Tuesday, August 9, 2011

Moral Relatavism


This notion has been fairly well broadcast recently. Perhaps it is being revisited due to the rising emergence of radical right wing popularity. For example Texas Governor, and aspiring Presidential candidate Rick Perry, recently hosted a national referendum in Houston’s Reliant stadium—a call for prayer, beseeching God to come to the aid of our beleaguered nation. Perry is well known for his stanch opposition to moral relativism but instead is a proud supporter of the absolute interpretation of God’s word—The Holy Bible, and he finds comfort in surrounding himself with those who share his discriminatory views. Among these are the good Reverend John Hagee who gained notoriety for declaring that Hurricane Katrina was God's vengeance on a sinful New Orleans and suggested that Jews had brought the Holocaust on themselves. Another in his camp is one of Hagee’s flock, Elva Spoor, who said she had come with the Cornerstone delegation so “God can bless us and give us rain and turn the nation back to God.” But what about gay people, she was asked? “God says he loves everyone but he hates the sin,” said Spoor. “God says it is an aberration (did she mean ‘abomination’) to him.”

It is exceedingly unfortunate that political despots, who use the gospel of Christ to achieve their malevolent aims, have manipulated ignorant people to engage in unspeakable horrors. Click here to read the sad history that emerged in Nazi Germany during an era quite similar to conditions prevailing today. Then read this and see how the apparently innocuous event in Houston bears striking similarities. My purpose here is not to denigrate the beliefs of others but rather to consider such positions through the lens of Zen teachings and the truth as conveyed by the Buddha, which by the way harmonizes quite well with the teachings of Christ, particularly when it comes to the unconditional nature and love of God for his creation.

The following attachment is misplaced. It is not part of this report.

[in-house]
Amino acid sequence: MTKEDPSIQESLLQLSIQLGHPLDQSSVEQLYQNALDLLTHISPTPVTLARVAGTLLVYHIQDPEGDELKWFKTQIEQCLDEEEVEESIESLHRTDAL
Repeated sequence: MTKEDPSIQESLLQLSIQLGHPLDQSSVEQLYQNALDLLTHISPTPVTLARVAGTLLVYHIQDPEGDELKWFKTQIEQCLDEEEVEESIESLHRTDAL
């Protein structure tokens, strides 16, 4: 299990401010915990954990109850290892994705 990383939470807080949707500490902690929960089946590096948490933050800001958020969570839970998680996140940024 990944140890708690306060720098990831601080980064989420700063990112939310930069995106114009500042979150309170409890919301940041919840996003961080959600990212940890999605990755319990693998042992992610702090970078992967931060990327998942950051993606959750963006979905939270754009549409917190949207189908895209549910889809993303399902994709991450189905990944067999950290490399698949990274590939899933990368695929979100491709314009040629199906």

There have always been those who have interpreted scripture in a literal way rather than understanding the true intent and spirit underscoring the message. Rinzai Zen Master Bassui Tokushō (1327–1387) is reported to have told his students that to properly grasp the spirit of sutras they must “first awaken the mind that reads” and then they would understand. In every religion there have been similar rifts. Early Buddhists (the Hinayana) understood matters differently from the Mahayana—the prior more concerned with individual liberation and the latter concerned with enlightening the breadth of humanity. In a similar fashion the gospel of Christ is divided into the Old and the New Testament. You could say that the Old was more concerned with the letter of the law whereas the New was concerned with the spirit.

Yet 2,000 years later there are those who proclaim themselves to be born again Christians and proceed to spread a gospel of hate emanating from the Old Testament. And sadly there are those who proclaim themselves to be Zennists but cling to Hinayana preoccupations.

Zen (as well as the true Christian gospel) essentially teaches both differences and oneness, at the same time. All of us are as different as snowflakes but fundamentally just snow. The soul of genuine spirituality is the lack of discrimination—a heart of compassion and unconditional love. Both Gautama and Jesus taught it. Few embrace it. Watch this.
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